I think that we are coming at last to treat inebriation as it ought to be treated, namely, as an awful disease, self-inflicted, to be sure, but nevertheless a disease. Once fastened upon a man, sermons will not cure him; temperance lectures will not eradicate the taste; religious tracts will not remove it; the Gospel of Christ will not arrest it. Once under the power of this awful thirst, the man is bound to go on; and if the foaming glass were on the other side of perdition, he would wade through the fires of hell to get it. A young man in prison had such a strong thirst for intoxicating liquors, that he cut off his hand at the wrist, called for a bowl of brandy in order to stop the bleeding, thrust his wrist into the bowl, and then drank the contents.
Stand not, when the thirst is on him, between a man and his cups! Clear the track for him! Away with the children: he would tread their life out! Away with the wife: he would dash her to death! Away with the Cross: he would run it down! Away with the Bible: he would tear it up for the winds! Away with heaven: he considers it worthless as a straw! “Give me the drink! Give it to me! Though hands of blood pass up the bowl, and the soul trembles over the pit,—the drink! give it to me! Though it be pale with tears; though the froth of everlasting anguish float in the foam—give it to me! I drink to my wife’s woe; to my children’s rags; to my eternal banishment from God, and hope, and heaven! Give it to me! the drink!”
Again: we will contend against these evils by trying to persuade the respectable classes of society to the banishment of alcoholic beverages. You who move in elegant and refined associations; you who drink the best liquors; you who never drink until you lose your balance: consider that you have, under God, in your power the redemption of this land from drunkenness. Empty your cellars and wine-closets of the beverage, and then come out and give us your hand, your vote, your prayers, your sympathies. Do that, and I will promise three things: First, That you will find unspeakable happiness in having done your duty; secondly, you will probably save somebody, perhaps your own child; thirdly, you will not, in your last hour, have a regret that you made the sacrifice, if sacrifice it be.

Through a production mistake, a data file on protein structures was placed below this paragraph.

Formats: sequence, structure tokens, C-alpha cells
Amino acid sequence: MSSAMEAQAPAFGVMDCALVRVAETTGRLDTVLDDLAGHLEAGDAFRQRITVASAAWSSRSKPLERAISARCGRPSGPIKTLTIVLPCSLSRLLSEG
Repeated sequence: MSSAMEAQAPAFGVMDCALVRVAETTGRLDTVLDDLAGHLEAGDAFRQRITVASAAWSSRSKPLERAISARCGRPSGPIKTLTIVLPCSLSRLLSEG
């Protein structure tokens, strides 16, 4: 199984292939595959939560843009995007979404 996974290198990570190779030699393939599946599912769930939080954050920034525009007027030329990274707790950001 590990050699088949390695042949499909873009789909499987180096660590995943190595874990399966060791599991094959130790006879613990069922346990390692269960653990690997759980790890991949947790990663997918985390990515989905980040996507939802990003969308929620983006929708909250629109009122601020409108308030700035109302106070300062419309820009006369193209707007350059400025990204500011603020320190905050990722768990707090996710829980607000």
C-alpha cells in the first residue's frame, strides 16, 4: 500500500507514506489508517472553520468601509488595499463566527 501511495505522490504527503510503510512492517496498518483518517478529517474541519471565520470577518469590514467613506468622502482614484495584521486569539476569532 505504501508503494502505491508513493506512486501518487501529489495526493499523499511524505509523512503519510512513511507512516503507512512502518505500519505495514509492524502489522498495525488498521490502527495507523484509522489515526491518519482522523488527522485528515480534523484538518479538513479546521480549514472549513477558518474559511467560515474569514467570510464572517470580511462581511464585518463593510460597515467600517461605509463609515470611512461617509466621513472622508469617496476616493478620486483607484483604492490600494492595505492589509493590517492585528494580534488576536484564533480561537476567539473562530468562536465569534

As long as you make drinking respectable, drinking customs will prevail; and the ploughshare of death, drawn by terrible disasters, will go on turning up this whole continent, from end to end, with the long, deep, awful furrow of drunkards’ graves.
Oh, how this Rum Fiend would like to go and hang up a skeleton in your beautiful house, so that when you opened the front door to go in you would see it in the hall; and when you sit at your table you would see it hanging from the wall; and when you open your bed-room you would find it stretched upon your pillow; and waking at night you would feel its cold hand passing over your face and pinching at your heart!